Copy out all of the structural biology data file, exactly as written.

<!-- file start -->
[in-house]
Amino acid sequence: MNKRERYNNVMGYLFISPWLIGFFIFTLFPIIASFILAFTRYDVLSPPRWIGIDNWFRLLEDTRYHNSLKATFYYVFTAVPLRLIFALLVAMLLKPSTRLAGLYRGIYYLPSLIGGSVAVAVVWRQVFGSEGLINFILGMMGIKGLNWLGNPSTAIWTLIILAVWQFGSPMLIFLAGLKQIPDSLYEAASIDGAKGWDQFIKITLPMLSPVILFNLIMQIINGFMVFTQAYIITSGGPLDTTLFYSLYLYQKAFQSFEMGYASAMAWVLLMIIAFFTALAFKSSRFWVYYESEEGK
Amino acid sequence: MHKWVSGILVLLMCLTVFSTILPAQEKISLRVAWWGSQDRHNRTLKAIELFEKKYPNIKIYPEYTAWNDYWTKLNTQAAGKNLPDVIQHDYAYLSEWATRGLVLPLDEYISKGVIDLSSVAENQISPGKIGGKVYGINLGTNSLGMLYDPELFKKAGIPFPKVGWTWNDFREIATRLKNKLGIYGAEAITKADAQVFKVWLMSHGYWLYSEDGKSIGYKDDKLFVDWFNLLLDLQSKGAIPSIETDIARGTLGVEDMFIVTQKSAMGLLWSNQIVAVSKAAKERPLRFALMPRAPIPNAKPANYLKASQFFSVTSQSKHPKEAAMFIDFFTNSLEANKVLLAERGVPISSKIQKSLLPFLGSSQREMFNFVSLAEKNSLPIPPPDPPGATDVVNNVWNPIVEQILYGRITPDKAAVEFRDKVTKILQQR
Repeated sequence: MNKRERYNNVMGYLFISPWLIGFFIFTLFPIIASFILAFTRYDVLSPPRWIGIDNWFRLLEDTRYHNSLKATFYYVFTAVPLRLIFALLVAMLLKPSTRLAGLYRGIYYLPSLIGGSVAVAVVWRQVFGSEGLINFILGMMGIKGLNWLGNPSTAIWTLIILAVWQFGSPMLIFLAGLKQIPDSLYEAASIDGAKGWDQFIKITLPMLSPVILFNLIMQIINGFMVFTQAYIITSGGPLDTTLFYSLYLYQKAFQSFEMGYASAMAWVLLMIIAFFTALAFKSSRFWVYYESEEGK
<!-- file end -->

[in-house]
Amino acid sequence: MNKRERYNNVMGYLFISPWLIGFFIFTLFPIIASFILAFTRYDVLSPPRWIGIDNWFRLLEDTRYHNSLKATFYYVFTAVPLRLIFALLVAMLLKPSTRLAGLYRGIYYLPSLIGGSVAVAVVWRQVFGSEGLINFILGMMGIKGLNWLGNPSTAIWTLIILAVWQFGSPMLIFLAGLKQIPDSLYEAASIDGAKGWDQFIKITLPMLSPVILFNLIMQIINGFMVFTQAYIITSGGPLDTTLFYSLYLYQKAFQSFEMGYASAMAWVLLMIIAFFTALAFKSSRFWVYYESEEGK
Amino acid sequence: MHKWVSGILVLLMCLTVFSTILPAQEKISLRVAWWGSQDRHNRTLKAIELFEKKYPNIKIYPEYTAWNDYWTKLNTQAAGKNLPDVIQHDYAYLSEWATRGLVLPLDEYISKGVIDLSSVAENQISPGKIGGKVYGINLGTNSLGMLYDPELFKKAGIPFPKVGWTWNDFREIATRLKNKLGIYGAEAITKADAQVFKVWLMSHGYWLYSEDGKSIGYKDDKLFVDWFNLLLDLQSKGAIPSIETDIARGTLGVEDMFIVTQKSAMGLLWSNQIVAVSKAAKERPLRFALMPRAPIPNAKPANYLKASQFFSVTSQSKHPKEAAMFIDFFTNSLEANKVLLAERGVPISSKIQKSLLPFLGSSQREMFNFVSLAEKNSLPIPPPDPPGATDVVNNVWNPIVEQILYGRITPDKAAVEFRDKVTKILQQR
Repeated sequence: MNKRERYNNVMGYLFISPWLIGFFIFTLFPIIASFILAFTRYDVLSPPRWIGIDNWFRLLEDTRYHNSLKATFYYVFTAVPLRLIFALLVAMLLKPSTRLAGLYRGIYYLPSLIGGSVAVAVVWRQVFGSEGLINFILGMMGIKGLNWLGNPSTAIWTLIILAVWQFGSPMLIFLAGLKQIPDSLYEAASIDGAKGWDQFIKITLPMLSPVILFNLIMQIINGFMVFTQAYIITSGGPLDTTLFYSLYLYQKAFQSFEMGYASAMAWVLLMIIAFFTALAFKSSRFWVYYESEEGK